On the other hand there was a very similar business to that of the bakery, which we spoke with, that enjoyed great success with offering daily deals. This business was a cookie company that used daily deals to sell a package of holiday cookies and sold over 3,000 coupons that were extremely profitable for the business. While the cookie company’s products clearly resembled that of the bakery’s, the cookie company’s strategy allowed for their daily deal to be a much greater success. While the bakery priced their Groupon below cost, the cookie company chose one of the company’s most expensive products, with one of the highest profit margins to ensure that immediately upon selling the daily deal it would ensure a profit, without having to account for future purchases. The cookie company knew that given the nature of their product, customer loyalty would not be very significant, and therefore ensured that the price they charged for their daily deal allowed for a profit to be realized immediately upon selling the deal.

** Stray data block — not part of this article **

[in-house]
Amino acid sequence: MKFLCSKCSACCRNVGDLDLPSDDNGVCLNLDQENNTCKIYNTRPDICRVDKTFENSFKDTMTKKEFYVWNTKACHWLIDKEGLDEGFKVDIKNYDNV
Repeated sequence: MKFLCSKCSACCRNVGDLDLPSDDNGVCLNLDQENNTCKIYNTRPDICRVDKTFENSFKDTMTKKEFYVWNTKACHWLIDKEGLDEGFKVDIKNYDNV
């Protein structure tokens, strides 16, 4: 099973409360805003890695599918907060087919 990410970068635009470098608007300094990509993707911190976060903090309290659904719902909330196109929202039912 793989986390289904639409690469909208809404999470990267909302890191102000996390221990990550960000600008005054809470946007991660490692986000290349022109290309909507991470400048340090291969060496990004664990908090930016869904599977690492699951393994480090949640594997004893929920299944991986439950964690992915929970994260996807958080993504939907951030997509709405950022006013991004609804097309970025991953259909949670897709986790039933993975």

Based on discussions and surveys from numerous businesses in which we spoke with, for a businesses with high input costs, their were two primary variables that accounted for whether their daily deals were successful or not. The first was the extent of customer loyalty that develops from selling their product, and the second was whether the deal was profitable from the onset, without accounting for any additional loyalty. The case of the bakery having a miserable daily deal experience stemmed from the fact that the nature of the products they sell impel little customer loyalty on the part of the consumer, and therefore offering a deal at below cost proved to be a solution that was not profitable for the business. On the other hand, we spoke with a dentist that offered a daily deal for its business, significantly below cost, but because the customer acquisition cost was so high for dentist, as well as the fact that a dentists’ patients tend to carry a great deal of both loyalty and new customer referral potential, daily deals were an excellent solution for this business. From such cases we found that knowing how loyal your potential customers are was crucial as to whether a business with high input costs should charge a daily deal at below, at, or above the product’s cost.